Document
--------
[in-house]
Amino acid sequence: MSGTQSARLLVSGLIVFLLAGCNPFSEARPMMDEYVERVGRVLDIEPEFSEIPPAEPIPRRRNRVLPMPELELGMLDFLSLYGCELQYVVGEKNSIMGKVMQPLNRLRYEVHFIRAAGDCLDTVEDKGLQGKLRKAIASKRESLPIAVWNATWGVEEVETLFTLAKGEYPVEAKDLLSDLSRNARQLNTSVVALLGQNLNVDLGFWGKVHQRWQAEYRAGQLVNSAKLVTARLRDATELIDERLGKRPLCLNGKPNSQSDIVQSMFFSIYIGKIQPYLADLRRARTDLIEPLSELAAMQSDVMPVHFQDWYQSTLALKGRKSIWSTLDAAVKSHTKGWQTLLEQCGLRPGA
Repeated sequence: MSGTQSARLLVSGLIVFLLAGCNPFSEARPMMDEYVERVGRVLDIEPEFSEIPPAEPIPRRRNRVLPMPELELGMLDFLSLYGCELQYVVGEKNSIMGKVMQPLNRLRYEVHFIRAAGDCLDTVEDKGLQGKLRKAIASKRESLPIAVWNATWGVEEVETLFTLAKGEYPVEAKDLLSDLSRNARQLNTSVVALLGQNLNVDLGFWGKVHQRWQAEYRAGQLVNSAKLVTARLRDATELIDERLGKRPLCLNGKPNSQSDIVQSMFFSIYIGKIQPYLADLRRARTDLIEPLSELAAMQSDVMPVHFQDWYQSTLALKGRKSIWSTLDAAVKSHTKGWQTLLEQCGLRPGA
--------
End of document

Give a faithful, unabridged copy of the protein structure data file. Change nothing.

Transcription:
[in-house]
Amino acid sequence: MSGTQSARLLVSGLIVFLLAGCNPFSEARPMMDEYVERVGRVLDIEPEFSEIPPAEPIPRRRNRVLPMPELELGMLDFLSLYGCELQYVVGEKNSIMGKVMQPLNRLRYEVHFIRAAGDCLDTVEDKGLQGKLRKAIASKRESLPIAVWNATWGVEEVETLFTLAKGEYPVEAKDLLSDLSRNARQLNTSVVALLGQNLNVDLGFWGKVHQRWQAEYRAGQLVNSAKLVTARLRDATELIDERLGKRPLCLNGKPNSQSDIVQSMFFSIYIGKIQPYLADLRRARTDLIEPLSELAAMQSDVMPVHFQDWYQSTLALKGRKSIWSTLDAAVKSHTKGWQTLLEQCGLRPGA
Repeated sequence: MSGTQSARLLVSGLIVFLLAGCNPFSEARPMMDEYVERVGRVLDIEPEFSEIPPAEPIPRRRNRVLPMPELELGMLDFLSLYGCELQYVVGEKNSIMGKVMQPLNRLRYEVHFIRAAGDCLDTVEDKGLQGKLRKAIASKRESLPIAVWNATWGVEEVETLFTLAKGEYPVEAKDLLSDLSRNARQLNTSVVALLGQNLNVDLGFWGKVHQRWQAEYRAGQLVNSAKLVTARLRDATELIDERLGKRPLCLNGKPNSQSDIVQSMFFSIYIGKIQPYLADLRRARTDLIEPLSELAAMQSDVMPVHFQDWYQSTLALKGRKSIWSTLDAAVKSHTKGWQTLLEQCGLRPGA